After the lapse of about one hour and ten minutes our ship was ascertained to be in a sinking condition, the enemy's shell having exploded in our sides and between decks, opening large apertures, through which the water rushed with great rapidity.

For some few minutes I had hopes of being able to reach the French coast, for which purpose I gave the ship all steam, and set such of the fore and aft sails as were available. The ship filled so rapidly, however, that before we had made much progress the fires were extinguished in the furnaces, and we were evidently on the point of sinking. I now hauled down my colours, to prevent the further destruction of life, and dispatched a boat to inform the enemy of our condition.

Although we were now but 400 yards from each other, the enemy fired upon me five times after my colours had been struck. It is charitable to suppose that a ship of war of a Christian nation could not have done this intentionally.

We now turned all our exertions towards saving the wounded and such of the boys of the ship as were unable to swim. These were dispatched in my quarter-boats, the only boats remaining to me--the waist-boats having been torn to pieces.

Some twenty minutes after my furnace fires had been extinguished, and the ship being on the point of settling, every man, in obedience to a previous order which had been given the crew, jumped overboard and endeavoured to save himself.

There was no appearance of any boat coming to me from the enemy after my ship went down. Fortunately, however, the steam yacht Deerhound--owned by a gentleman of Lancashire, England, Mr. John Lancaster, who was himself on board--steamed up in the midst of my drowning men and rescued a number of both officers and men from the water. I was fortunate enough myself thus to escape to the shelter of the neutral flag, together with about forty others, all told.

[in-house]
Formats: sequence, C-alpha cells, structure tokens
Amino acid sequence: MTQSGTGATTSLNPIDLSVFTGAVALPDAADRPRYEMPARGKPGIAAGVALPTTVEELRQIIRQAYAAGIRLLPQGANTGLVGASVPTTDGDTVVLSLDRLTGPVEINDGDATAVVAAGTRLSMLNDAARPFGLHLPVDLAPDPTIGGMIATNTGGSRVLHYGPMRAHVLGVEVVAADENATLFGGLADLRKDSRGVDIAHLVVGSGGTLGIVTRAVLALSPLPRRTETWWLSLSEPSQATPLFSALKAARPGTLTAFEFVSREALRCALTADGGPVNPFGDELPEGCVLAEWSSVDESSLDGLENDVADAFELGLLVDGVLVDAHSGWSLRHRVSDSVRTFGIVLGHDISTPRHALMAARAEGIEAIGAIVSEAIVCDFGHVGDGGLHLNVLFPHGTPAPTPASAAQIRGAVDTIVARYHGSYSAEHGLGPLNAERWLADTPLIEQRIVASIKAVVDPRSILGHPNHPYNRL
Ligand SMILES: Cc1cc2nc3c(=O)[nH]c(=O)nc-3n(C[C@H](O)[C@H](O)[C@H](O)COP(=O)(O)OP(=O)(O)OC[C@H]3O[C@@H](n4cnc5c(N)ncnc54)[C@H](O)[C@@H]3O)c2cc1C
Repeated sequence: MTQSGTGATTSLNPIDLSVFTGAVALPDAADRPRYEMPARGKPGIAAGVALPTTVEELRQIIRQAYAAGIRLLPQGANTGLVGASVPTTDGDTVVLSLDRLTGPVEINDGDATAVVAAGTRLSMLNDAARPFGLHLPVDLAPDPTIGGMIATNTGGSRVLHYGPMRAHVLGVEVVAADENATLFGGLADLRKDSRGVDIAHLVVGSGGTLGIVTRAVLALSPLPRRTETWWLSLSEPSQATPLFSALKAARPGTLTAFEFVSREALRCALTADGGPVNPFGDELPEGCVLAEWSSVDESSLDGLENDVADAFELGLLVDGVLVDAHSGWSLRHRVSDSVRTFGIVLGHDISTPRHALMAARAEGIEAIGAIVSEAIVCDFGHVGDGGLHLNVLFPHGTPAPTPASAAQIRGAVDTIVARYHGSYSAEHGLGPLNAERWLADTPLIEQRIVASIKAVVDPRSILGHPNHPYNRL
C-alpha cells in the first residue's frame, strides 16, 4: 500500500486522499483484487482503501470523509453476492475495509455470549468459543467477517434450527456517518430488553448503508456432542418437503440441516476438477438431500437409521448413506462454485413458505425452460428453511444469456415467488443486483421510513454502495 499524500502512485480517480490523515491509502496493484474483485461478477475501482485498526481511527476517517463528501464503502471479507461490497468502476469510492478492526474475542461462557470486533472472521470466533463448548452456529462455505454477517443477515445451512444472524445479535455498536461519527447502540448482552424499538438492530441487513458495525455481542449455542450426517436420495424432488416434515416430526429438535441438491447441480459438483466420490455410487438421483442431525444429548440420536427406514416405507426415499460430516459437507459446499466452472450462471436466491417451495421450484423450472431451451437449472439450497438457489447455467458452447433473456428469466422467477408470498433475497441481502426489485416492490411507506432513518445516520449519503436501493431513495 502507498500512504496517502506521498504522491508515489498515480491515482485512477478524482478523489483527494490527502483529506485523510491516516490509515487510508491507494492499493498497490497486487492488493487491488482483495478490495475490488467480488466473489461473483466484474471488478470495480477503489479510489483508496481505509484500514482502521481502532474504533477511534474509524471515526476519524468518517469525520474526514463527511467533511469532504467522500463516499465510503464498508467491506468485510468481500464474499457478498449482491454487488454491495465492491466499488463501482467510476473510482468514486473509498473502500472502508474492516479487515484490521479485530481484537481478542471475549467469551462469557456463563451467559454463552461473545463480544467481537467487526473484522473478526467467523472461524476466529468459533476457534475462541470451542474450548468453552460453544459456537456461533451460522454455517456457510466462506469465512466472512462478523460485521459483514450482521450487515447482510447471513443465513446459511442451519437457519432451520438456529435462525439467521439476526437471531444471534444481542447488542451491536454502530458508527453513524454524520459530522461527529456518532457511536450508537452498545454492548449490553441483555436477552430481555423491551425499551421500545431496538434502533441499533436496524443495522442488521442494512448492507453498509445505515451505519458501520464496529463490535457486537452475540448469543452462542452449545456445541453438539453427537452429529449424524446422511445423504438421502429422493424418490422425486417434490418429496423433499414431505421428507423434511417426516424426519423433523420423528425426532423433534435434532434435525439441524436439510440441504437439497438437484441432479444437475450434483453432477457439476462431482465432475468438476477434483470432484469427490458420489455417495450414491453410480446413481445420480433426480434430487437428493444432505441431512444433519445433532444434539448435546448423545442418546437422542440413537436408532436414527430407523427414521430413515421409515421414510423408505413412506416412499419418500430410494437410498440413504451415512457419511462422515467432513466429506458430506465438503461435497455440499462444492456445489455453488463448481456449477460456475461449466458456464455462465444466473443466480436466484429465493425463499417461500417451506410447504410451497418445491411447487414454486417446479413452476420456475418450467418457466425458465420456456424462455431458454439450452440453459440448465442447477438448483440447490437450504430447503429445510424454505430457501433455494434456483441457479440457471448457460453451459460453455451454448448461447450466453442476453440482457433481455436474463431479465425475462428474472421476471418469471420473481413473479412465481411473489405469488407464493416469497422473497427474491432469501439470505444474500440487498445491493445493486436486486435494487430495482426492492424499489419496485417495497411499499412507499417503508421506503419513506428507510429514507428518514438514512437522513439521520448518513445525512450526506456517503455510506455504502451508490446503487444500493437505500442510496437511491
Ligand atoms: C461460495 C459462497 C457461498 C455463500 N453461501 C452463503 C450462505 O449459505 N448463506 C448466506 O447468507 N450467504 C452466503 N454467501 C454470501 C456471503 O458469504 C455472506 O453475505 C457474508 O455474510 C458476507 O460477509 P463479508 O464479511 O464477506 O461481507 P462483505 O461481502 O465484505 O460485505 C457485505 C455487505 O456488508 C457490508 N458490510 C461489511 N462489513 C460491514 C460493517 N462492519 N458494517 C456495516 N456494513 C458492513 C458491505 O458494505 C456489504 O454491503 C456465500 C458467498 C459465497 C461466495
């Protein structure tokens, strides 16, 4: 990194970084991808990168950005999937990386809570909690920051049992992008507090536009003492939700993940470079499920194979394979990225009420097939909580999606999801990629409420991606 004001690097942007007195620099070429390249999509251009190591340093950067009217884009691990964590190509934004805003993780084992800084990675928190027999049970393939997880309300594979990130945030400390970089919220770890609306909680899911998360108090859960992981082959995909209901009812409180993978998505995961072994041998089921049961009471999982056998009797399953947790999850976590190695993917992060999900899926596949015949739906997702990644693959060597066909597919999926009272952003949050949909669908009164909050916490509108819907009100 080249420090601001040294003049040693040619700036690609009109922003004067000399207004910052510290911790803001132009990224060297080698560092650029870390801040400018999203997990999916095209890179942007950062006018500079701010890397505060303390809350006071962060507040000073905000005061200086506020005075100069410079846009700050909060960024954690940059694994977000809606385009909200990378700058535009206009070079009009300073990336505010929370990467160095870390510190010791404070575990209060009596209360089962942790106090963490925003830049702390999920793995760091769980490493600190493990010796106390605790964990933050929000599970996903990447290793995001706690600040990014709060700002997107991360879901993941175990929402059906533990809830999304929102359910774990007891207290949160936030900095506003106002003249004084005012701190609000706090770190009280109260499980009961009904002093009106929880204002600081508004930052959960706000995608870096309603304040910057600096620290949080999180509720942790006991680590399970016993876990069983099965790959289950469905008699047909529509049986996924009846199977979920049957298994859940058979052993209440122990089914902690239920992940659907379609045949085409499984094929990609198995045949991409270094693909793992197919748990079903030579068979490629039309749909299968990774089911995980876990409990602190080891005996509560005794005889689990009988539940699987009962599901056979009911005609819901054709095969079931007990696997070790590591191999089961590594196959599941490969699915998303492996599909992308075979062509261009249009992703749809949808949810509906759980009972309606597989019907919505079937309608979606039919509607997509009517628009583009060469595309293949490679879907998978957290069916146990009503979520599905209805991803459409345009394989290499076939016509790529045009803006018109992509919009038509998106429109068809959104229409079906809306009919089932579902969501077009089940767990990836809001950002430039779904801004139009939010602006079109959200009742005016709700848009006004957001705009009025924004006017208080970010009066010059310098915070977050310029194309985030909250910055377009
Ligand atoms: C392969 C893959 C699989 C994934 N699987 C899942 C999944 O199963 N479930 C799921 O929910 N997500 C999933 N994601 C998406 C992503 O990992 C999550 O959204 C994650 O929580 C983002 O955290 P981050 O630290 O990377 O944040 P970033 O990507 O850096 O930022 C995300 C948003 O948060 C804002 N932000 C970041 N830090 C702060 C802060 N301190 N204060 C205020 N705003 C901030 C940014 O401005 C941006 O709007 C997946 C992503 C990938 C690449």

About this time the Kearsarge sent one, and then, tardily, another boat.

At the end of the engagement it was discovered by those of our officers who went alongside the enemy's ship with the wounded that her midship section on both sides was thoroughly iron-coated; this having been done with chain constructed for the purpose, placed perpendicularly from the rail to the water's edge, the whole covered over by a thin outer planking, which gave no indication of the armour beneath.

This planking had been ripped off in every direction by our shot and shell, the chain broken and indented in many places, and forced partly into the ship's side. She was most effectually guarded, however, in this section from penetration. The enemy was much damaged in other parts, but to what extent it is now impossible to tell; it is believed he was badly crippled.

My officers and men behaved steadily and gallantly; and, though they have lost their ship, they have not lost honour.

Where all behaved so well, it would be invidious to particularize; but I cannot deny myself the pleasure of saying that Mr. Kell, my First Lieutenant, deserves great credit for the fine condition in which the ship went into action, with regard to her battery, magazine, and shell-rooms, and that he rendered me great assistance by his coolness and judgment as the fight proceeded.

The enemy was heavier than myself, both in ship, battery, and crew; but I did not know until the action was over that she was also iron-clad.

Our total loss in killed and wounded is thirty--to wit, nine killed, twenty-one wounded.

I have the honour to be, very respectfully, your obedient servant,

R. Semmes, Captain.

The Deerhound brought to Southampton Captain Semmes, thirteen officers, and twenty-six men of the Alabama, who have thus escaped the fate of their comrades taken on board the Kearsarge and made prisoners of war. The crew of the Alabama was about 120 at the time she went out to fight. The Kearsarge returned to Cherbourg and anchored there in the afternoon. She had on board sixty-two of the Alabama's crew, and nine more were saved by a French pilot-boat. Ten wounded Confederates and three wounded Federals were taken to the Cherbourg hospital.

We shall be able, in our next week's Number, to present some additional Illustrations of this naval duel in the English Channel. The sketch taken by Mr. Bryant on board the Hornet is engraved on another page. It was received by us on Tuesday, accompanied with the following note from that gentleman, to whom we owe our best thanks for his prompt assistance so courteously offered:--

Ryde, Isle of Wight, Monday, June 20, 1864.

Sir,--Having witnessed the fight between the Alabama and the Kearsarge yesterday morning off Cherbourg, I inclose a sketch done at the time the Alabama went down. If you will kindly put it in your Paper I shall feel obliged. Yours, truly, James Bryant.